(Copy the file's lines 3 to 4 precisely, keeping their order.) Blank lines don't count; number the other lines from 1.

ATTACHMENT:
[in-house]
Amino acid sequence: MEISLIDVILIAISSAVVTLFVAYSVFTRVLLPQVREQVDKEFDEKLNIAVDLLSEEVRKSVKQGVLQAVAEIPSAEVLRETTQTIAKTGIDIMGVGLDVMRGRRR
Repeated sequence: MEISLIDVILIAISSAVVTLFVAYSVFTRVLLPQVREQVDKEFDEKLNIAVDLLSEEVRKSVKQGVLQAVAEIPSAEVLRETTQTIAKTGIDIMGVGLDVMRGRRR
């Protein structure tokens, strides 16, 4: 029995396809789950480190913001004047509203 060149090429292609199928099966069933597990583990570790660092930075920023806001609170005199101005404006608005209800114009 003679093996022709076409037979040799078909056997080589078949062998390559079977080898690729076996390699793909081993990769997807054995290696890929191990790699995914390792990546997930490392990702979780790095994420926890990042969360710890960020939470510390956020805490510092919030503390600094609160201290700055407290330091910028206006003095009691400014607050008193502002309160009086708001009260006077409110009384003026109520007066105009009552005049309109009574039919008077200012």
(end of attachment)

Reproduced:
Repeated sequence: MEISLIDVILIAISSAVVTLFVAYSVFTRVLLPQVREQVDKEFDEKLNIAVDLLSEEVRKSVKQGVLQAVAEIPSAEVLRETTQTIAKTGIDIMGVGLDVMRGRRR
């Protein structure tokens, strides 16, 4: 029995396809789950480190913001004047509203 060149090429292609199928099966069933597990583990570790660092930075920023806001609170005199101005404006608005209800114009 003679093996022709076409037979040799078909056997080589078949062998390559079977080898690729076996390699793909081993990769997807054995290696890929191990790699995914390792990546997930490392990702979780790095994420926890990042969360710890960020939470510390956020805490510092919030503390600094609160201290700055407290330091910028206006003095009691400014607050008193502002309160009086708001009260006077409110009384003026109520007066105009009552005049309109009574039919008077200012």